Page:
So, now we have to create Symbolic Links that will look just like the folders we deleted, but will actually redirect Picasa to our new network-accessible locations.  Click on the Start menu and type “cmd” into the run box at the bottom, but do not hit Enter yet.  Instead, right-click on where it says “cmd.exe” just under “Programs (1)” and left-click “Run as Administrator”.  If you get an alert box asking if you want to allow the program to make changes to your computer, select “Yes”.

Now navigate to the original home of the internal Picasa databases and create symbolic links for both the Picasa2 and Picasa2Albums folders that point towards wherever you stored your shared copy.  Below I’ll show what we used here at Liquidstate:

cd C:\Users\<username>\AppData\Local\Google
mklink /d Picasa2 “P:\Picasa Library\Picasa2”
mklink /d Picasa2Albums “P:\Picasa Library\Picasa2Albums”
exit

You have now created Symbolic Links that will look and act like regular folders, but in fact, will allow you to access files stored your network mapped drive.  You will need to this on all the laptops that you plan on using Picasa with so that they all have a consistent view of the data.

Configure Picasa and Enjoy!

Run Picasa 3 on your laptop and select “Folder Manager” from the “Tools” menu.  Remove any mention to directories that only exist on your laptop.  Now, go ahead and add your shared photos folder and let Picasa 3 update its album.  Here at Liquidstate, all of our photos are stored on a single network mapped drive “P:”, so we just add that.

Assuming you’ve correctly set up the Symbolic Links on each of your laptops, you should now be able to use Picasa on any of your devices and see the same library, faces, etc.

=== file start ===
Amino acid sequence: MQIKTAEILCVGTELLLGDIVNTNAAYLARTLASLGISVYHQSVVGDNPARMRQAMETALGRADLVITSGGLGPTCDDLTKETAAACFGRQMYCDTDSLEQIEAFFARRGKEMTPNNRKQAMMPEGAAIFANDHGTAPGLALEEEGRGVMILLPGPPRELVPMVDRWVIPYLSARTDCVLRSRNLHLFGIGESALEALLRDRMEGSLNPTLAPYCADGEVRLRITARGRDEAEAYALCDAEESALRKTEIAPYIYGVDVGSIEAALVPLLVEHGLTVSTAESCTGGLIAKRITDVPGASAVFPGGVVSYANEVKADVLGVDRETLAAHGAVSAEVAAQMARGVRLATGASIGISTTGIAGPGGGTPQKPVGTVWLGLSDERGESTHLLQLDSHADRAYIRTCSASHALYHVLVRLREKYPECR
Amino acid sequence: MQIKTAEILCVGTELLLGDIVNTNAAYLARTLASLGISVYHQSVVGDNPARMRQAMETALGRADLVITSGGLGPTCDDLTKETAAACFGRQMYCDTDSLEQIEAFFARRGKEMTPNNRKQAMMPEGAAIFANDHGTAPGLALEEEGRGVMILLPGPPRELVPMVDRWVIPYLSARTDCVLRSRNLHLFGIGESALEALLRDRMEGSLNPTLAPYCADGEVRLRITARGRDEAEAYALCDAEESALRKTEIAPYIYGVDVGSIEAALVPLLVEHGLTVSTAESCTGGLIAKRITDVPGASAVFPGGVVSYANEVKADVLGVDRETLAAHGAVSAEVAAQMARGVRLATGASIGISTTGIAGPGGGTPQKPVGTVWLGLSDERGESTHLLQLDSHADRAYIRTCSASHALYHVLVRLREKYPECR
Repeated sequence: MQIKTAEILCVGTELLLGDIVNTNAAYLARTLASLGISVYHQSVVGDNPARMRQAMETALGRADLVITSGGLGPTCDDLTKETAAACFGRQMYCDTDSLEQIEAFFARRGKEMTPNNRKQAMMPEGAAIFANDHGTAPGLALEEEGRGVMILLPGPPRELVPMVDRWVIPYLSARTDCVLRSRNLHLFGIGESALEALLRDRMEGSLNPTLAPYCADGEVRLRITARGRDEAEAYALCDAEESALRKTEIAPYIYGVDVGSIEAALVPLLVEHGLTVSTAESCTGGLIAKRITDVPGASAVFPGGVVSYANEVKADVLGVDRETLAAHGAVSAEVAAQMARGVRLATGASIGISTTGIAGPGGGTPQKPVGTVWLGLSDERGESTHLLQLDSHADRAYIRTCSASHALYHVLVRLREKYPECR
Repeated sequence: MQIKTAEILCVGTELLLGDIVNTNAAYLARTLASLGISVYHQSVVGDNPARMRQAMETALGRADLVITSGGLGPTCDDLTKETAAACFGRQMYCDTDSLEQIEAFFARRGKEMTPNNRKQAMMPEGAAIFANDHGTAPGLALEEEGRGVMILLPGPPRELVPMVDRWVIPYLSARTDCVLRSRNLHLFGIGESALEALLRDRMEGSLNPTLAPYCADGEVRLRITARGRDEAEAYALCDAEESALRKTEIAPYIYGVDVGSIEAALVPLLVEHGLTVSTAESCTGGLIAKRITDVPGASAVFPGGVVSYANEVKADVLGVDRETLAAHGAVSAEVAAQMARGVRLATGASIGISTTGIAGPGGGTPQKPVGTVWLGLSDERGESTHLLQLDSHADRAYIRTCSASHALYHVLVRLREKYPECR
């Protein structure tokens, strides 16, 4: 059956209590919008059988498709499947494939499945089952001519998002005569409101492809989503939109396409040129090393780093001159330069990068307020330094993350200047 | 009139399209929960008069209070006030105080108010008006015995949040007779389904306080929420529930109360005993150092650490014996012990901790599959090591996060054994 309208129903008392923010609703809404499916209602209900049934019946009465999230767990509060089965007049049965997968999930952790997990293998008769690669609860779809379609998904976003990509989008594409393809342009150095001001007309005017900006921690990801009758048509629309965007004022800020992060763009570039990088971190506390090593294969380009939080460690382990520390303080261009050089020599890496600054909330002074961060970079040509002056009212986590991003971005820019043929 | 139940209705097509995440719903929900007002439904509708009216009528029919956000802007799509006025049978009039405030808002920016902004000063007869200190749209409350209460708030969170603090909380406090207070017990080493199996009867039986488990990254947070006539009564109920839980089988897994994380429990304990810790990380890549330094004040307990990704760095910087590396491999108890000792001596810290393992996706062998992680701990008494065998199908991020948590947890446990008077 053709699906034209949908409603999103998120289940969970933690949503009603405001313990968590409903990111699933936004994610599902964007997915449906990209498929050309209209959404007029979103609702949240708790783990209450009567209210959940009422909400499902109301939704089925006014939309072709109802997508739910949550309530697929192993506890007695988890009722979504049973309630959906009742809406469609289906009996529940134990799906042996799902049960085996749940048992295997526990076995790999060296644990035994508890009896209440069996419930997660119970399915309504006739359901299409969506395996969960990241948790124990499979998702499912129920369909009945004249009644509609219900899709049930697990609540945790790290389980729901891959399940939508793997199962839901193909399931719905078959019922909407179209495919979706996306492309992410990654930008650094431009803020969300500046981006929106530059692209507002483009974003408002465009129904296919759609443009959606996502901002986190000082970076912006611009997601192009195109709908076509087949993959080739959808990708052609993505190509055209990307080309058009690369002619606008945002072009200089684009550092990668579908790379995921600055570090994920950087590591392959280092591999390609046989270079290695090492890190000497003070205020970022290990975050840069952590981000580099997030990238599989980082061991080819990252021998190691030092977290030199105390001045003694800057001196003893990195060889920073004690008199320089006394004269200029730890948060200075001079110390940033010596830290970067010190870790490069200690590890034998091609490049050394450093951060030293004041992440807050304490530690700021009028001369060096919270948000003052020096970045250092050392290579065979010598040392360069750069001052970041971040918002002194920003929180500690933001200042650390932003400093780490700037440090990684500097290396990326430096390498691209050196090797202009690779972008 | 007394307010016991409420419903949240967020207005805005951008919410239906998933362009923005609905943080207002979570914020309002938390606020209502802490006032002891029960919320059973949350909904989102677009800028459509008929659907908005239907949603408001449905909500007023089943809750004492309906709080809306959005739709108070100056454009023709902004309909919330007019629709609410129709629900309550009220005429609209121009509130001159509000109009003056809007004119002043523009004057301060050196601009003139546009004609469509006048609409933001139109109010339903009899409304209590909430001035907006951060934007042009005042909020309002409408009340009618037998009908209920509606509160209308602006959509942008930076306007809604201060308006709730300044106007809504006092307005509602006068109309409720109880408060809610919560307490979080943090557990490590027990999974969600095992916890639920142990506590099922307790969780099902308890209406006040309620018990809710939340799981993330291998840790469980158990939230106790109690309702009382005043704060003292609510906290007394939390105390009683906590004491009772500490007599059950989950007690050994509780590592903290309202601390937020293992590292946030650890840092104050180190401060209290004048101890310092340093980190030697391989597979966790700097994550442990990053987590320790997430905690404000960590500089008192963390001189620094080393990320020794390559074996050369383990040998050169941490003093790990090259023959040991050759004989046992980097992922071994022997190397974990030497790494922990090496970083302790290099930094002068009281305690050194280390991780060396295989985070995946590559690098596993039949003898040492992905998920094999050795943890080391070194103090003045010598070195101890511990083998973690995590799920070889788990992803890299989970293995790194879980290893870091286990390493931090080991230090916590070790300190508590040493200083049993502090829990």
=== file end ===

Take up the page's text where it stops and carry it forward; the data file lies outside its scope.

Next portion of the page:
As a word of warning, I’d recommend against trying to use Picasa on multiple computers at the same time.  The internal databases are not designed to be shared and writing changes from two places at once might corrupt the data.  Only one computer and one user should access Picasa at any one time.

 

7 thoughts on “Using Picasa on Multiple Computers

  1. Very helpful and well written post. I’m using a Linux Mint machine to store my photos and using Picasa on a Win7 virtual machine (on the linux host) and another Win7 networked PC.

    Works great. Thanks!

    • Hi Ben, thanks for stopping by. Unfortunately, Picasa isn’t designed for multi-user access, so you may get some unexpected results if you do try this. You might be okay if you only have one person writing to the database. At worst, I’d hope that you would just lose changes, rather than corruption but I’ll be honest and say I haven’t tried it; I only ever access it from one computer at any one time.

    • Hi Patrick, thanks for visiting and the link to PicasaStater – it looks good! As you say, a symlink is a little dirty, but it has worked reliably here. If I were to set it up again, I’d certainly consider using PicasaStarter to access the network share directly. PicasaStarter will apparently warns the user if anyone else is accessing the same database, which would be a useful fail safe. Please let me know how you get on!

  2. for me it worked by simply mapping the drive, then going to “Tools” Folder manager, and selecting the drive from there. I did not have to create symbolic links or move the database. :)